Charity across borders

Tenth convoy of southern hay soon to depart for northern Queensland


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Fourth-generation southern Riverina farmer, Brendan Farrell contemplating the logistics of transporting 5000 round and square bales of hay to drought stricken graziers in Queensland. This will be the tenth convoy since 2013.

Fourth-generation southern Riverina farmer, Brendan Farrell contemplating the logistics of transporting 5000 round and square bales of hay to drought stricken graziers in Queensland. This will be the tenth convoy since 2013.

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The 10th convoy of hay donated by southern farmers will soon be making its way north to help drought-stricken Queensland garziers.

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Assisting fellow farmers is the motive behind Brendan Farrell’s drive to deliver hay to stock producers struggling with drought conditions across much of Queensland and north-western NSW. 

Mr Farrell grew concerned in 2013 that very little support was on hand for families around Bourke and the fourth-generation farmer from Burrumbuttock in the southern Riverina decided to deliver hay to help them feed their stock.

“You don’t have to be a millionaire or a registered charity to help someone,” Mr Farrell said.

The first convoy at the end of 2013 consisted of 22 trucks delivering hay to affected farmers.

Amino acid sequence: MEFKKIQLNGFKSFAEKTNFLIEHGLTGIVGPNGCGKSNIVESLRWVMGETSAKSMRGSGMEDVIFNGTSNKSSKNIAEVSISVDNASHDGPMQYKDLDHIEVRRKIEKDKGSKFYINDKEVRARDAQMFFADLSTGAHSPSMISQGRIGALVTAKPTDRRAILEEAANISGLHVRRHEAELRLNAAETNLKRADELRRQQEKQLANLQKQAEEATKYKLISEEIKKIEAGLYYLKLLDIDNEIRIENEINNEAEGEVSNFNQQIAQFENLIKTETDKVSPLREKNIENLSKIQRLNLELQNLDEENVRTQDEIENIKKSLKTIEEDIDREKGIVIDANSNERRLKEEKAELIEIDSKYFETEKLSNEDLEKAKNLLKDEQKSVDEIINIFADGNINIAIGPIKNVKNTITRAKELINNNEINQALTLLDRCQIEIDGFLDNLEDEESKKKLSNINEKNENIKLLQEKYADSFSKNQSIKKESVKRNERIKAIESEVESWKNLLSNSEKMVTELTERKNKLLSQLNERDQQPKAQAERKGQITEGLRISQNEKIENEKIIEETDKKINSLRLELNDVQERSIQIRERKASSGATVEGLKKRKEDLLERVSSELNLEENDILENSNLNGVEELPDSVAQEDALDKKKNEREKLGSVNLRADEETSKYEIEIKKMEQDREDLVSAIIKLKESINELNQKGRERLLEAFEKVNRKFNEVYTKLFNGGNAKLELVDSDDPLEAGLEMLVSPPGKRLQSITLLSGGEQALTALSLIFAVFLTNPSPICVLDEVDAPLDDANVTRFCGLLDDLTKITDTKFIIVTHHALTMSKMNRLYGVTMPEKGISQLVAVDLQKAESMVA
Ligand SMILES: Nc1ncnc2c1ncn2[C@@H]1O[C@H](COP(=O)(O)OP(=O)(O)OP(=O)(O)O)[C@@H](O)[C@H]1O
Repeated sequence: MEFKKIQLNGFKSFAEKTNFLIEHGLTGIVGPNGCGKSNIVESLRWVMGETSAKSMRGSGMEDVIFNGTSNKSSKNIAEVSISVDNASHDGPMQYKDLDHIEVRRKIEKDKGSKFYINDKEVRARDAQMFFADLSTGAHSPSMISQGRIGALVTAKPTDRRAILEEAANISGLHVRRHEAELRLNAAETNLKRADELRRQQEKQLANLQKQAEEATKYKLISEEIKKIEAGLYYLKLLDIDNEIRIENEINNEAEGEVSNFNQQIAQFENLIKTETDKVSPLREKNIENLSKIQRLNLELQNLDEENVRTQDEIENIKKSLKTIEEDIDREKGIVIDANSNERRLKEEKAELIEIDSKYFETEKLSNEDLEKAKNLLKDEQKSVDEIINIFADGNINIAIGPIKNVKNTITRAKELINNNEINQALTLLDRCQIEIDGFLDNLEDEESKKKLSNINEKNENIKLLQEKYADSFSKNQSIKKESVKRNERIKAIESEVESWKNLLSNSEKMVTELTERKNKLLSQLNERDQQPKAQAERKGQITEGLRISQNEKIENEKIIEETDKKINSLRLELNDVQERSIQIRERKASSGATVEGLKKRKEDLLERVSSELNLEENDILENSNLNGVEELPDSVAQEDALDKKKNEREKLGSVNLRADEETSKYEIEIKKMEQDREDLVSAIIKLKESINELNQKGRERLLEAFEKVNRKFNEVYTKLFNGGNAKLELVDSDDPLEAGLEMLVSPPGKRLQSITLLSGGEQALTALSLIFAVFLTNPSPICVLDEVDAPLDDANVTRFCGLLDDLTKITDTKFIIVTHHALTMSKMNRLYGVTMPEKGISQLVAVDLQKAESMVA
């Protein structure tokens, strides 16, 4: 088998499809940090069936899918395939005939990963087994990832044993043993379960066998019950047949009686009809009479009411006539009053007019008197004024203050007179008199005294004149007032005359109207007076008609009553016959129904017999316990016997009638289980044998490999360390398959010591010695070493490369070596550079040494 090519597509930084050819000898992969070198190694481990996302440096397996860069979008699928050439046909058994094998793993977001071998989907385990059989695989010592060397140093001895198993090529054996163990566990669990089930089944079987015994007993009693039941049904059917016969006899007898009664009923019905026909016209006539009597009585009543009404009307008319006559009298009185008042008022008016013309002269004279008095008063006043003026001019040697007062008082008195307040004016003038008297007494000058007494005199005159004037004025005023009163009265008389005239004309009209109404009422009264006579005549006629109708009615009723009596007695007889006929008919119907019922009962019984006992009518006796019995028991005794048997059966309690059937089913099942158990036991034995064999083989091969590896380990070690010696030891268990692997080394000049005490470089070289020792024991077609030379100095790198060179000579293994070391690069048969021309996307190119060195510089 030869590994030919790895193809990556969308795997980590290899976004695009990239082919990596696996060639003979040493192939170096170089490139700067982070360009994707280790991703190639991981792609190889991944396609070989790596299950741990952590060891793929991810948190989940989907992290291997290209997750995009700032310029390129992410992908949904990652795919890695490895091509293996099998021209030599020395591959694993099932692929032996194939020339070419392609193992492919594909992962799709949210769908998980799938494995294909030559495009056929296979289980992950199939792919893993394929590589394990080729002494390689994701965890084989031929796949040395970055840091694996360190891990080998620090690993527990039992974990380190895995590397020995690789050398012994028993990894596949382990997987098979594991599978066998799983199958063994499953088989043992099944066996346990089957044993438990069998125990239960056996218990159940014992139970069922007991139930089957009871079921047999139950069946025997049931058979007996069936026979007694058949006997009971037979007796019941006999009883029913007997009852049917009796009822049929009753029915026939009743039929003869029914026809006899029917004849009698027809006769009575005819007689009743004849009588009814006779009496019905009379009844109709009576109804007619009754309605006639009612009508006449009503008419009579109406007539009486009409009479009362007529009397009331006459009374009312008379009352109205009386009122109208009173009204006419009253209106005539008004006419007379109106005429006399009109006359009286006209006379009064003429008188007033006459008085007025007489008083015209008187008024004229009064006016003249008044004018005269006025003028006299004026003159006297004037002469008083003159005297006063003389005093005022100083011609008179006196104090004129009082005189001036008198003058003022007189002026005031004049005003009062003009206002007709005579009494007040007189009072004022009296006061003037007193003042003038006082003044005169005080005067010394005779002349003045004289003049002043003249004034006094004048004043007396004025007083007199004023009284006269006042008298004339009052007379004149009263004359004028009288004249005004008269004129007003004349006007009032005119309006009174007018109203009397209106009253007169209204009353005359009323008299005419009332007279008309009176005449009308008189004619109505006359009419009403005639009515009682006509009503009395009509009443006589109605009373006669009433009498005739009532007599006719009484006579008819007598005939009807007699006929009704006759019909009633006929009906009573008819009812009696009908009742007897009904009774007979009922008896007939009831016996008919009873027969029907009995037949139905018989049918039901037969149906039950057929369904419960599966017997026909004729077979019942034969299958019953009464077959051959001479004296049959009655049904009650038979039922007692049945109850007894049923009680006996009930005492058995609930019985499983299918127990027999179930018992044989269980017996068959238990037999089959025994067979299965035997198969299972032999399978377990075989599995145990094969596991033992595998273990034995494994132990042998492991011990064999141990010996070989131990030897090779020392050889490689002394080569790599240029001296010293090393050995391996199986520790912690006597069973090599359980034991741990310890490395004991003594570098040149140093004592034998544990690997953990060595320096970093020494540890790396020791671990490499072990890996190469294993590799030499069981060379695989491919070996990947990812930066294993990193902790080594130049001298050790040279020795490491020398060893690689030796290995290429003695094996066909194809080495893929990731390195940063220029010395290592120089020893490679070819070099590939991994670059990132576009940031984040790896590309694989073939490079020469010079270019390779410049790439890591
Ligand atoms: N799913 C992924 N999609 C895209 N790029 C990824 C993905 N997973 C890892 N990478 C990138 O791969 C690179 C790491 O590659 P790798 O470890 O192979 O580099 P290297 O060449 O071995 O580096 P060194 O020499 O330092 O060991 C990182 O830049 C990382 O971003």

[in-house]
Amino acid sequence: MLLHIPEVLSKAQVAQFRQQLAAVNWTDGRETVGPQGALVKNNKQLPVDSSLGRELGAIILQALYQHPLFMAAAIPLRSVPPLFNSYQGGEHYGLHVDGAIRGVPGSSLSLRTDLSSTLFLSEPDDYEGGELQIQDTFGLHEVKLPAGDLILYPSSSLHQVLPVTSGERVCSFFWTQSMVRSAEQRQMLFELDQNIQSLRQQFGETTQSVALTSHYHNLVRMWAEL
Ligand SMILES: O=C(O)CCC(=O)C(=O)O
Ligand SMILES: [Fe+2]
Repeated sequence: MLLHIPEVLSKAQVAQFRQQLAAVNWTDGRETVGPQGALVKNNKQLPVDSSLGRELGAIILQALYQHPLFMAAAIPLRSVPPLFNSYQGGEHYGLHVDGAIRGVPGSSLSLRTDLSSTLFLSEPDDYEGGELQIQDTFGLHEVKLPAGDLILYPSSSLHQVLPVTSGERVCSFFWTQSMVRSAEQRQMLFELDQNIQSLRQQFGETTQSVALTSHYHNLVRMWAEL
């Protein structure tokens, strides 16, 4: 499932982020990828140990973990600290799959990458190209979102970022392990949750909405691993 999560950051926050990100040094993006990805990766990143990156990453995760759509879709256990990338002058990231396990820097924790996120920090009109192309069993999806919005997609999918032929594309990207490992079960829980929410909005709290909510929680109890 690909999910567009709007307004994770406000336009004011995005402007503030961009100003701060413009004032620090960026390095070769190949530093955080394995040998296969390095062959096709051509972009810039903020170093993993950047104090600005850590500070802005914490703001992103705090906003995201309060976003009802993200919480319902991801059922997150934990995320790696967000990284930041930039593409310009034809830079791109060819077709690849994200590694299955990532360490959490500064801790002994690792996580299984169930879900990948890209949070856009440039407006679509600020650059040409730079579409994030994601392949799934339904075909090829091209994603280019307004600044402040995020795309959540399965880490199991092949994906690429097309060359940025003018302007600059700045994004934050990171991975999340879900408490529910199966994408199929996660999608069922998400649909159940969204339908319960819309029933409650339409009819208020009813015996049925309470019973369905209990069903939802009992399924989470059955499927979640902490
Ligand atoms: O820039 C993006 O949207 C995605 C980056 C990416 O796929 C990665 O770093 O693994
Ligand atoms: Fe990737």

“The response was overwhelming, it was unbelievable” he said.

“We saw 75 year-old farmers crying because of the generosity of those who took part in the first convoy.”

Through social media, the concept has developed to where Mr Farrell is now busy coordinating the logistics of delivering over 5000 round and square bales of hay to a 300 kilometre radius of Ilfracombe in western Queensland.

Mr Farrell said the program only continue because of the generosity of farmers, truck drivers and business people.

“The momentum has grown since the first run because people see they are helping their fellow farmers,” he said.

“If we continue to get donated hay we will keep carting it.”

Mr Farrell said all the hay has been donated, and fuel expenses are covered by sponsorship at a rate of $2000 for each prime mover.

“We are now getting sponsorship from all over Australia,” he said.

“International awareness is growing with moral support coming from the UK, USA and more recently South Africa.”

That international support is encouraging because Mr Farrell said he is disappointed by the lack of response from the federal government.

“We are letting Australia and the rest of the world know, Queensland and northern NSW are still struggling with drought,” he said.

“Our governments are quick to help people overseas, but are slow in helping our farmers.

“We want to make sure third and fourth-generation farmers stay in business.”

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